Metro Weekly

Rating Rubbers

Three new condoms get mixed-bag results from volunteer testers

Rubber. Love glove. Sheath. Condom. Whatever you call it, the reliable prophylactic is arguably the simplest tool in the human-sexuality toolbox. For hundreds of years, clever craftspeople have been finding ways to cover the penis as a method of birth control and protection from sexually transmitted diseases (STDs).

And the innovation shows no signs of slowing.

Among the latest offerings are the Durex ”Bare” condom and the Lifestyles ”Skyn” condom. Both are made from the latest material to be drafted to the cause: polyisoprene. The apparent advantage of this material is that polyisoprene is the pure polymer that gives the more complex latex its strength and elasticity, but leaving less likelihood of any allergic reaction, as sometimes happens with latex. Durex and Lifestyles also promote the material as remarkably thin and therefore allowing for greater sensitivity.

Additionally, Trojan Brand Condoms are touting the company’s relatively new addition to its condom stable: ”Ecstasy.” This latex condom has a unique design, making it snugger at the base and quite roomy at the business end. Trojan calls it ”super comfort shape.”

Daren Phillips, a Dupont denizen who runs the fitness company Body Recondition, says it’s not bad at all: ”It’s by far the best one. I would use the Trojan one again.”

To get a feel for these new kids on the block, Metro Weekly recruited Phillips and two others to test these three condoms with their respective partners. Joining Phillips was Matt Bamford, aka Mr. Capital Pride Leather 2009, and spokesperson for DC TOOLK!T, a safer-sex program from The Center, the area’s LGBT community center. The third tester was José Ramirez, a youth HIV/AIDS-prevention educator with La Clinica del Pueblo.

All three have the same general feeling about condoms. As Phillips puts it, “If there was a world where you didn’t have to use them, it would be awesome. It just isn’t that way. Do I like them? No.”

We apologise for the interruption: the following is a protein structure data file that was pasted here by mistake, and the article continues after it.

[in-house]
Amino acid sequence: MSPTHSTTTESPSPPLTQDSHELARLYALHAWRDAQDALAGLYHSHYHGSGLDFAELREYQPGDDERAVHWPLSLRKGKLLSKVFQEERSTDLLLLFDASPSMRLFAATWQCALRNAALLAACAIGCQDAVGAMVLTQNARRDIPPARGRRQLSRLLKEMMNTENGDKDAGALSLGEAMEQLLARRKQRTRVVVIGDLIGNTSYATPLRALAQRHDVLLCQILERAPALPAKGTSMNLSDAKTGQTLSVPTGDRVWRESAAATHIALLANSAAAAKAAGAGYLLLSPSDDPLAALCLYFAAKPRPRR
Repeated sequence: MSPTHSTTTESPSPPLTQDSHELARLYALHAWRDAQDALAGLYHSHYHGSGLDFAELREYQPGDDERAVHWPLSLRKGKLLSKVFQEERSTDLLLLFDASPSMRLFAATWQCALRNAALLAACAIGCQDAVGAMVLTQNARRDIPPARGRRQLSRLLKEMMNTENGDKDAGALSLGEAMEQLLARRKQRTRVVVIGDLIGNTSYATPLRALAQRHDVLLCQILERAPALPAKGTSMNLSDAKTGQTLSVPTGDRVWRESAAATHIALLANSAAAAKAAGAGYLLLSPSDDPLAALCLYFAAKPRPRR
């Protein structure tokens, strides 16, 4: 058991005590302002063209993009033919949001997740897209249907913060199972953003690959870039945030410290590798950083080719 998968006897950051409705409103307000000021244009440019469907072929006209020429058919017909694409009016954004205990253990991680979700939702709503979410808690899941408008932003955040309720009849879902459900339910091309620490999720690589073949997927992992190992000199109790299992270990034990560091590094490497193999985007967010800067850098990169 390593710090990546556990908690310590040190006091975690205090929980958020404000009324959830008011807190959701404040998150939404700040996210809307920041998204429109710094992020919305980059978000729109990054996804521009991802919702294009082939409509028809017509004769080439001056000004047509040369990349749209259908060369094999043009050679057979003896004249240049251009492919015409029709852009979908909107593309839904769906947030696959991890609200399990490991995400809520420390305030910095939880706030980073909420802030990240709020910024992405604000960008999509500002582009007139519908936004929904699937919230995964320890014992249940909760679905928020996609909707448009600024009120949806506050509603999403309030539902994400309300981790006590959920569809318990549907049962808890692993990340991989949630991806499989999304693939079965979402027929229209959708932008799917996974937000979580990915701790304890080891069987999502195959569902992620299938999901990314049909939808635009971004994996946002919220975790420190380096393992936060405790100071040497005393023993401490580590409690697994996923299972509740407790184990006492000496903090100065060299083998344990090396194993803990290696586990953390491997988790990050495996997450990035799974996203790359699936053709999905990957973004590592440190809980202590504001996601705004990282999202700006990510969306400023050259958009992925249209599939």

Shopping around, however, Phillips has come to prefer one condom in particular, Trojan’s “Magnum.” And while he found the Ecstasy a pleasant change of pace, he was less than thrilled with the Durex Bare.

“It’s probably my least favorite of anything I’ve ever tried,” says this dedicated Trojan man. Similarly, the Lifestyles polyisoprene contender, Skyn, also left him wanting. ”It didn’t seem as thick [as the Bare], but I didn’t like it. It didn’t feel as much like plastic, but it didn’t feel right either.”

Bamford is also a dedicated Trojan user, though he shoots for variety, often purchasing Trojan’s ”Pleasure Pack,” which includes four different types of condoms. But of these three newbies, he got the biggest bang out of the Skyn condom.

”It didn’t feel like I was wearing a condom,” he says of Lifestyles’ Skyn. ”It felt like barebacking.”

And though Bamford was impressed with what Lifestyles does with polyisoprene, he wasn’t as thrilled with Durex’s Bare, saying if felt flimsy, which preoccupied him with the notion that it could break. Though Durex is the ”world’s No. 1 condom brand” and tests its condoms thoroughly – as do Trojan and Lifestyles – it’s important that a user feel comfortable and confident with the condoms he chooses. Accordingly, Bamford says that while the Skyn was his favorite of the three sampled condoms, he guesses he’ll stick with Trojan. As a member of the leather community, he offered an apt simile saying that Trojan’s are like the leather in which he’s so comfortable, while the two polyisoprene condoms are like neoprene – similar, but not as familiar.

Ramirez, meanwhile, did not care at all for the Ecstasy, even though he considers Trojan his regular brand.

”If I bottom, I like Trojan Magnums because they stay on and they feel good. It doesn’t crunch up. I enjoy female condoms as well, and you can put them in hours before you use them. When I top, I like really thin condoms. The more you feel like you’re having raw sex, the better.”

And the Ecstasy?

”I ended up getting a rash around the ribbed area,” he reports. ”I had to take it off. I didn’t like how it felt.”

Ramirez was also somewhat fond of the Bare condom that was so out of favor with Phillips and Bamford. He particularly liked the Bare after he cut it in half and used it as a barrier for analingus, aka rimming, saying it offered a pleasant texture. His clear favorite, however, was the Skyn.

In a word, what he preferred about the Skyn was ”everything.”

”I just liked it. It’s thin in a good way, and really strong. And there’s no bad smell. I didn’t have to lube it up that much.”

While the opinions of the three testers show no clear winner, they do illustrate the variations in condoms and the differences in tastes, as well as how important it can be to find a condom that suits. Obviously, one size does not fit all.

“You should shop around,” says Bamford, adding that for the first few years he was sexually active, he had no idea that any condom could allow him a reasonable amount of pleasure. ”You don’t have to use one brand. It’s also about the acts you want to engage in. Am I able to come inside the condom while I’m inside of you? Do you enjoy the sensation of wearing a ribbed condom? … Find a condom that gives you the sensation and still protects you.”

For more information about DC TOOLK!T, including an instructional video on the proper way to use a condom, visit For information about La Clinica del Pueblo, call 202-462-4788 or visit

Follow Will O'Bryan on Twitter @wobryan.